And partisan gerrymandering implicates the First Amendment too. That Amendment gives its greatest protection to political beliefs, speech, and association. Yet partisan gerrymanders subject certain voters to “disfavored treatment”—again, counting their votes for less—precisely because of “their voting history [and] their expression of political views.” And added to that strictly personal harm is an associational one. Representative democracy is “unimaginable without the ability of citizens to band together in [support of] candidates who espouse their political views.”

Though different Justices have described the constitutional harm in diverse ways, nearly all have agreed on this much: Extreme partisan gerrymandering (as happened in North Carolina and Maryland) violates the Constitution. . . .

So the only way to understand the majority’s opinion is as follows: In the face of grievous harm to democratic governance and flagrant infringements on individuals’ rights—in the face of escalating partisan manipulation whose compatibility with this Nation’s values and law no one defends—the majority declines to provide any remedy. For the first time in this Nation’s history, the majority declares that it can do nothing about an acknowledged constitutional violation because it has searched high and low and cannot find a workable legal standard to apply. . . .

I’ll give the majority this one—and important—thing: It identifies some dangers everyone should want to avoid. Judges should not be apportioning political power based on their own vision of electoral fairness, whether proportional representation or any other. And judges should not be striking down maps left, right, and center, on the view that every smidgen of politics is a smidgen too much. Respect for state legislative processes—and restraint in the exercise of judicial authority—counsels intervention in only egregious cases.

But in throwing up its hands, the majority misses something under its nose: What it says can’t be done has been done. Over the past several years, federal courts across the country—including, but not exclusively, in the decisions below—have largely converged on a standard for adjudicating partisan gerrymandering claims (striking down both Democratic and Republican districting plans in the process). And that standard does what the majority says is impossible. The standard does not use any judge-made conception of electoral fairness—either proportional representation or any other; instead, it takes as its baseline a State’s own criteria of fairness, apart from partisan gain. And by requiring plaintiffs to make difficult showings relating to both purpose and effects, the standard invalidates the most extreme, but only the most extreme, partisan gerrymanders. . . .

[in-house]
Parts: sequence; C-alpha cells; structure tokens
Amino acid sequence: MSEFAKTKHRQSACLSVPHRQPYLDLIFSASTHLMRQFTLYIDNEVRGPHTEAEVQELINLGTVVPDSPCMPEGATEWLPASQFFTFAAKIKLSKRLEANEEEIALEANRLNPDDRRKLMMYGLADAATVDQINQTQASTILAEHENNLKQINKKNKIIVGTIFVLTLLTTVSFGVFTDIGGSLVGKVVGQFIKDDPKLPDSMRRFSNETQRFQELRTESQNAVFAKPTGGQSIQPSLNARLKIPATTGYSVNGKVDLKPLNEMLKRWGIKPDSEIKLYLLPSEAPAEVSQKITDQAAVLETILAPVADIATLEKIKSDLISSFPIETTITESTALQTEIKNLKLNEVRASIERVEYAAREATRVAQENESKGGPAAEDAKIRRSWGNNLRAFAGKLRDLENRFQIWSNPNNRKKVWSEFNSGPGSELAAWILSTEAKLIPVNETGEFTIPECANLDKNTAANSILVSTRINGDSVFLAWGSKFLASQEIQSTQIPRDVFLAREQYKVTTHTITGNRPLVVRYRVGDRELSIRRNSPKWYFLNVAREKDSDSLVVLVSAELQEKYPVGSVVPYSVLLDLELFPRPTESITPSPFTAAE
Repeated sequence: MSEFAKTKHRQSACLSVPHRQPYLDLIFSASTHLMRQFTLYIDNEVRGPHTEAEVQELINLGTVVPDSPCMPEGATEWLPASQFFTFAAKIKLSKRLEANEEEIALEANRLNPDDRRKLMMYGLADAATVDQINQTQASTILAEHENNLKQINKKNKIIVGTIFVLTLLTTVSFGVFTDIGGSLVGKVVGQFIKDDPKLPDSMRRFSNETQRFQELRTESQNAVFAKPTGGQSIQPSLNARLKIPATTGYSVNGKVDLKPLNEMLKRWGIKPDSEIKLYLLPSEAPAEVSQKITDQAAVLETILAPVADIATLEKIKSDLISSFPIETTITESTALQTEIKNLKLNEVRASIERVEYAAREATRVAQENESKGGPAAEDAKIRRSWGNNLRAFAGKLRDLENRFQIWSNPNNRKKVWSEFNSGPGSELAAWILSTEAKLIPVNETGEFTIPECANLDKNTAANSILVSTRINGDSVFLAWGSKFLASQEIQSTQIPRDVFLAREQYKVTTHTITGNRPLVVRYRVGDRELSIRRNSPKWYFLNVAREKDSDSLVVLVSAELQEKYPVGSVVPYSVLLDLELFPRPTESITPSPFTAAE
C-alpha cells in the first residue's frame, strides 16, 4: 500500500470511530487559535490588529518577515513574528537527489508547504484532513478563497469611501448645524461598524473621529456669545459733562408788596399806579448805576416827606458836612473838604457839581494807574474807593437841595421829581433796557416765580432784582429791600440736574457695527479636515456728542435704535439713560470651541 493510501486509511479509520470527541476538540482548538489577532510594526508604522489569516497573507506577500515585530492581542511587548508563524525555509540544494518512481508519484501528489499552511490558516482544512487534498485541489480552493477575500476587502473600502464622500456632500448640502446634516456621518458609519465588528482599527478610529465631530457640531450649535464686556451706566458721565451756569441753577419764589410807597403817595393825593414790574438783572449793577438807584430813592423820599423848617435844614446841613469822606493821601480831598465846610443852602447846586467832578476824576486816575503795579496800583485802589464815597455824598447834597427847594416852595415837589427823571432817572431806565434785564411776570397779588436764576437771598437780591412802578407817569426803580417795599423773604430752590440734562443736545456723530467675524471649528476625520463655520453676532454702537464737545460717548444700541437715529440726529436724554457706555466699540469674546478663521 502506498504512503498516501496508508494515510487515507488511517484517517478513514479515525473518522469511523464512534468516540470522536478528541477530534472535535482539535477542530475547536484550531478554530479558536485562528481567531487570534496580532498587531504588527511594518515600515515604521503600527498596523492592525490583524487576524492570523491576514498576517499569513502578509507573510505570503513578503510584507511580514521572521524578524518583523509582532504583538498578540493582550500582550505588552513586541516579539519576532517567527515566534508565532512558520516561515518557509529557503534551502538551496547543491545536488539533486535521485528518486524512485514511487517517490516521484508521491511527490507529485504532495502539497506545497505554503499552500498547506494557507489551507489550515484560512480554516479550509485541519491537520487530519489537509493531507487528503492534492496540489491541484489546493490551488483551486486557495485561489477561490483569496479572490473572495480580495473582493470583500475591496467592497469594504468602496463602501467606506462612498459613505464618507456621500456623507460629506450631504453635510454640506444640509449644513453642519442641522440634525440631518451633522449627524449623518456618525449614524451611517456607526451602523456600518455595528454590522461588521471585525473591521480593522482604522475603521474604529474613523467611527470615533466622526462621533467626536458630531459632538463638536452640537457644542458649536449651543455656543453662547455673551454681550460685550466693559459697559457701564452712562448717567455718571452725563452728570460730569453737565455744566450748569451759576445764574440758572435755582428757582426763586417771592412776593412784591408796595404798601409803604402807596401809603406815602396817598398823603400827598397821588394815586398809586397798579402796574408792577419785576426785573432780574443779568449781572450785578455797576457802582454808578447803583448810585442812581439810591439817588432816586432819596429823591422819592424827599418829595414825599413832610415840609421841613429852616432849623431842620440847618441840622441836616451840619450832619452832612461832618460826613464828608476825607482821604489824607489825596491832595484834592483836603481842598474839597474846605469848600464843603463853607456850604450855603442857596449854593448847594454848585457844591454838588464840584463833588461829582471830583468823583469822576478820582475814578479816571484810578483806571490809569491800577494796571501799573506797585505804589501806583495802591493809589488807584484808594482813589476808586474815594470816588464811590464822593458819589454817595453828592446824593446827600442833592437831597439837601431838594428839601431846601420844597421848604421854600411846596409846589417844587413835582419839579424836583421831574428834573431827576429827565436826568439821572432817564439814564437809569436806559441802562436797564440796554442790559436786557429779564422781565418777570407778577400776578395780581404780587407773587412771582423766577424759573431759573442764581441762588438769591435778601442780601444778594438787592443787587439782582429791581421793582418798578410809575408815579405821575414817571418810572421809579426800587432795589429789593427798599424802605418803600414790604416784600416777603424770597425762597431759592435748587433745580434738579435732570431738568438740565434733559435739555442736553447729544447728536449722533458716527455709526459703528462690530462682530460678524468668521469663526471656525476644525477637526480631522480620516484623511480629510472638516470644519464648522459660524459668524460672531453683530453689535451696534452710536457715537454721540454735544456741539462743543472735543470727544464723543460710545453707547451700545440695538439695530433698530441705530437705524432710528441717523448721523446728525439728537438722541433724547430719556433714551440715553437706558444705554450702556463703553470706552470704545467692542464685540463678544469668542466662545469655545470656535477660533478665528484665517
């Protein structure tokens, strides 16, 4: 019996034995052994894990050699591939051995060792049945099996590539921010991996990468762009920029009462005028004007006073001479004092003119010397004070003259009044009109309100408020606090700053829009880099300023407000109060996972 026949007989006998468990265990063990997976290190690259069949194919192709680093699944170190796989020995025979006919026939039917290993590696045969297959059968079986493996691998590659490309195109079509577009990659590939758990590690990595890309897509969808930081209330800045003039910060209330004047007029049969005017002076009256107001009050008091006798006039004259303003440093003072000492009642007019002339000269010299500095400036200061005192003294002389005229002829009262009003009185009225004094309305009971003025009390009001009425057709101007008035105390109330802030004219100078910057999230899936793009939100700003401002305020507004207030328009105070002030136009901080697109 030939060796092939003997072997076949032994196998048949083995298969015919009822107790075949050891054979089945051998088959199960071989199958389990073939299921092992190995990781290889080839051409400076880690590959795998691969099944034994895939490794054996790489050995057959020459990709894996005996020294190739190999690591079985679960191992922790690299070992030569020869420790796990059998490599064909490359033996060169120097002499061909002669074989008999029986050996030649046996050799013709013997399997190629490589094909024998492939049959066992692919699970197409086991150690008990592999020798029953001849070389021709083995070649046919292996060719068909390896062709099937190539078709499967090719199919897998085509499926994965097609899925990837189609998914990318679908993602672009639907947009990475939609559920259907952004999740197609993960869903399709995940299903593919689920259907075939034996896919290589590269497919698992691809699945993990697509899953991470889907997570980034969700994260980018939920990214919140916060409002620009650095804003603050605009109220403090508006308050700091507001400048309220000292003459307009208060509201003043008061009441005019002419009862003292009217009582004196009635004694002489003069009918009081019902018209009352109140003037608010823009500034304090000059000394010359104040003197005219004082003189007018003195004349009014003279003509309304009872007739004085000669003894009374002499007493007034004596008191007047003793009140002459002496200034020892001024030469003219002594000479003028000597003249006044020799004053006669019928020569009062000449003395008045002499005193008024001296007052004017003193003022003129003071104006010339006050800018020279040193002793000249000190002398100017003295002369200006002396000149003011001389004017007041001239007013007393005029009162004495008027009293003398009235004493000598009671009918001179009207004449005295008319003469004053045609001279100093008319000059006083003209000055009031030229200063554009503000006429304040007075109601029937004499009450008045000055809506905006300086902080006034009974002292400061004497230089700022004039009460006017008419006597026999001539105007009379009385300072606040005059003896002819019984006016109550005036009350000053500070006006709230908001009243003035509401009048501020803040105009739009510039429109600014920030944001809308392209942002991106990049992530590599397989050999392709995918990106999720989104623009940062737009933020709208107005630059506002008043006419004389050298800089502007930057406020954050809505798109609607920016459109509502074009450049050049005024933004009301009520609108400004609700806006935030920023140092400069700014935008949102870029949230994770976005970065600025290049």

The majority’s broadest claim, as I’ve noted, is that this is a price we must pay because judicial oversight of partisan gerrymandering cannot be “politically neutral” or “manageable.” Courts, the majority argues, will have to choose among contested notions of electoral fairness. (Should they take as the ideal mode of districting proportional representation, many competitive seats, adherence to traditional districting criteria, or so forth?) And even once courts have chosen, the majority continues, they will have to decide “[h]ow much is too much?”—that is, how much deviation from the chosen “touchstone” to allow? In answering that question, the majority surmises, they will likely go far too far. So the whole thing is impossible, the majority concludes. To prove its point, the majority throws a bevy of question marks on the page. (I count nine in just two paragraphs.) But it never tries to analyze the serious question presented here—whether the kind of standard developed below falls prey to those objections, or instead allows for neutral and manageable oversight. The answer, as you’ve already heard enough to know, is the latter. That kind of oversight is not only possible; it’s been done. . . .


This Court has long understood that it has a special responsibility to remedy violations of constitutional rights resulting from politicians’ districting decisions. Over 50 years ago, we committed to providing judicial review in that sphere, recognizing as we established the one-person-one-vote rule that “our oath and our office require no less.” Of course, our oath and our office require us to vindicate all constitutional rights. But the need for judicial review is at its most urgent in cases like these. “For here, politicians’ incentives conflict with voters’ interests, leaving citizens without any political remedy for their constitutional harms.” Those harms arise because politicians want to stay in office. No one can look to them for effective relief.